A good trainer teaching an authorized certification program must possess a wide range of skills, from knowledge of technical content to classroom management to business management to psychology. Too often, emphasis is placed only on the technical competence of the trainer rather than on other skills. A good train-the-trainer program focuses on the entire wide range of skills needed in the classroom.
To teach a certification course on a technical subject, a trainer must know the materials well enough to pass the associated certification examination. Students taking these sorts of courses expect the trainer to have hands-on experience and to be versed enough in the subject matter to field questions that go beyond what is answered in the course’s textbook. It goes without saying that technical incompetence in a trainer is totally unacceptable.
Train-the-trainer programs, though, usually do not focus on the technical content. Some vendors provide instructor manuals that prescribe what must be covered as well as what might be covered in an authorized class. Generally, these instructor manuals are pretty clear about what is supplemental information that the instructor can provide to the class to enhance her position and the students’ learning and what is absolutely required presentation material. The train-the-trainer course should definitely not have to focus on teaching the technical content to the trainers. The trainers are responsible for this learning on their own or through a specific content-related class.
Train-the-trainer programs, also known as T3 programs, must focus on the other essential trainer skills that the technical expert may or may not innately possess.
For example, the CompTIA-sponsored Certified Technical Trainer (CTT+) has become a widely accepted cross-industry standard of excellence for technical trainers. Rather than focusing on specific technical content, this certification focuses on methods and techniques for classroom delivery and management. The certification examination for CTT+ is a two-part test that includes a conventional 95-question exam covering identification and situational multiple-choice questions. The other half of the examination requires the candidate to prepare a 20-minute video showcasing his teaching skills. Passing both examinations grants the candidate CTT+ certification.
Examination objectives for the conventional examination are shown at www.comptia.org. These cover a broad range of topics, including adjusting course materials to the students’ needs, methods for establishing instructor credibility, demonstrating appropriate verbal and non-verbal communication skills, using good presentation and questioning skills, providing positive reinforcement and motivation, evaluating learner performance and evaluating delivery performance. The CTT+ handbook may be downloaded from the CompTIA Web site for complete details about both examinations.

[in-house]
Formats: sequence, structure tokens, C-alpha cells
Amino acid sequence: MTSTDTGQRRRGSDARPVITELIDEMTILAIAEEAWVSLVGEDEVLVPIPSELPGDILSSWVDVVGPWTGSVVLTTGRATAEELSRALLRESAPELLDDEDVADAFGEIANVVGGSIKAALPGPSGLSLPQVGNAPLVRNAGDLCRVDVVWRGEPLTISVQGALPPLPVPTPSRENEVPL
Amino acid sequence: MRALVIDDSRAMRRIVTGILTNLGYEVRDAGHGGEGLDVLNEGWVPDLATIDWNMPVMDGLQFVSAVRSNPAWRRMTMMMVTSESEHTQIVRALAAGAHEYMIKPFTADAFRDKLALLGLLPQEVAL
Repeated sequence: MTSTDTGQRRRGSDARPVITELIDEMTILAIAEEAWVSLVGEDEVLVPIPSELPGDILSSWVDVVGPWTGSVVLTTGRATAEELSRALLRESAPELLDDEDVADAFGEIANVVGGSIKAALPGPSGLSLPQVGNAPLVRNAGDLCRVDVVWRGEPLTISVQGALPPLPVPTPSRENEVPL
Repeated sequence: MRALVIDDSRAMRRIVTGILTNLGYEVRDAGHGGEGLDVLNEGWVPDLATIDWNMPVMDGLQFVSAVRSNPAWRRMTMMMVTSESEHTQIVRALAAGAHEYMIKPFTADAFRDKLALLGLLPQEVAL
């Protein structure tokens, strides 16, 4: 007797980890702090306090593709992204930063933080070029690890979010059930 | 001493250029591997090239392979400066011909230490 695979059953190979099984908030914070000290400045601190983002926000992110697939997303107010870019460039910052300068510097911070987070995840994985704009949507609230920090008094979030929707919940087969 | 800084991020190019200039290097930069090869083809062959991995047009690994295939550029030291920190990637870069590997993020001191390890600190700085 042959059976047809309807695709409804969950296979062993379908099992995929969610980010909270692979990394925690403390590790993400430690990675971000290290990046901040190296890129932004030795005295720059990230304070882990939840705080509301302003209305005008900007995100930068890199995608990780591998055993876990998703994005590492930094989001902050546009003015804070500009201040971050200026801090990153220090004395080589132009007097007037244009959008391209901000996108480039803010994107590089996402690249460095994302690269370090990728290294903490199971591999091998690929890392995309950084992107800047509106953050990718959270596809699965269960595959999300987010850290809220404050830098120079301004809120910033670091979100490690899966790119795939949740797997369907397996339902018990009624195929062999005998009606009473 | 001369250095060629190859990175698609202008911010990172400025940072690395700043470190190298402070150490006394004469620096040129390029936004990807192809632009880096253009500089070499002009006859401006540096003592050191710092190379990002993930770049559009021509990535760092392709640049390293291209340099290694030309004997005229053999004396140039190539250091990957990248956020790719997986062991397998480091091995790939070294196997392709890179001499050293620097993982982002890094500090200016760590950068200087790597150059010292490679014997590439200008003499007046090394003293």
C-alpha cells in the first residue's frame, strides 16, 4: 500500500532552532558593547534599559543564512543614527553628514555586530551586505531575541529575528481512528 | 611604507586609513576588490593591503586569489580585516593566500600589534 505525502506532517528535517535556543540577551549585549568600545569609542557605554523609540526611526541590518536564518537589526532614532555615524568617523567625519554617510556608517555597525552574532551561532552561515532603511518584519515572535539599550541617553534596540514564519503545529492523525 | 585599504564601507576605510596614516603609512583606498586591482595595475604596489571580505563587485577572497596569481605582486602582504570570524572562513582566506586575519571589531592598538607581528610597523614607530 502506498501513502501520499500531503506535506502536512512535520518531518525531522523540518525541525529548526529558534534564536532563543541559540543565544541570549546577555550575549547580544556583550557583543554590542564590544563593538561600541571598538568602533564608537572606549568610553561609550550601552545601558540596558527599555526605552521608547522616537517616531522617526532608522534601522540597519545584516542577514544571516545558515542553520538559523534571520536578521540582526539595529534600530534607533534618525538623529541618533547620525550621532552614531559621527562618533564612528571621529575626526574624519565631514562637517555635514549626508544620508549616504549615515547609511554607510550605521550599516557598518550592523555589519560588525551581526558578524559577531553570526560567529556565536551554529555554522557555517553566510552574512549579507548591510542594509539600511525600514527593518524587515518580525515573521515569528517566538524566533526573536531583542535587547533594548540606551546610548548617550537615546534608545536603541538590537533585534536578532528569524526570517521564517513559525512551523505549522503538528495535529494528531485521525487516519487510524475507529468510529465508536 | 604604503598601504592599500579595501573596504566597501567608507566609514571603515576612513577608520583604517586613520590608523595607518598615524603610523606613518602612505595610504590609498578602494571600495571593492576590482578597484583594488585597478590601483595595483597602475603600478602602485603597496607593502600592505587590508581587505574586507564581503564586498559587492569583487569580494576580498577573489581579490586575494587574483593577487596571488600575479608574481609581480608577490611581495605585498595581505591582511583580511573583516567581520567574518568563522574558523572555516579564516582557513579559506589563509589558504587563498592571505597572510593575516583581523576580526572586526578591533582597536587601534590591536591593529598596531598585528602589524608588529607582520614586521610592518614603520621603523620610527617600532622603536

Various commercial and academic training organizations offer T3 workshops and classes to prepare a candidate for the CTT+. Among these groups is Friesen, Kaye and Associates. FKA workshops are available at various times in cities across the United States. Each workshop includes preparation for both examinations as well as creation of the candidate’s videotape for submission to CompTIA.
Colleges and universities have been slow to implement official train-the-trainer programs, but expect this to change as the credentialing of professors begins to encompass applied skills in the classroom in addition to academic degrees. Currently in the United States, teachers in grade school and high school must learn teaching skills in addition to their content area. College and university professors, however, have no requirement for formal education courses, although experience is usually valued. Fortunately, many professors get teaching experience as teacher’s assistants in graduate school.
In addition to the standard CTT+ training, vendors worldwide offer train-the-trainer courses to train their instructors to deliver their own training for internal employees and customers. In these sorts of T3 courses, more emphasis is placed on technical know-how, but emphasis is also placed on delivery skills. Hewlett-Packard, for example, offers a four-hour instructor-led overview session to train instructors and content developers in the features of the HP Virtual Classroom and how to use it to conduct effective presentations and training.
Focus on being an expert in your technical area first. Then, before taking on a class, it’s a good idea to take train-the-trainer training to learn and to practice the myriad skills that make a good trainer really good.
Ann Beheler is executive director/dean of Collin County Community College’s Engineering Technology Division, which houses one of the nine Cisco CCNP academic instructor training centers in the world. E-mail Ann at firstname.lastname@example.org.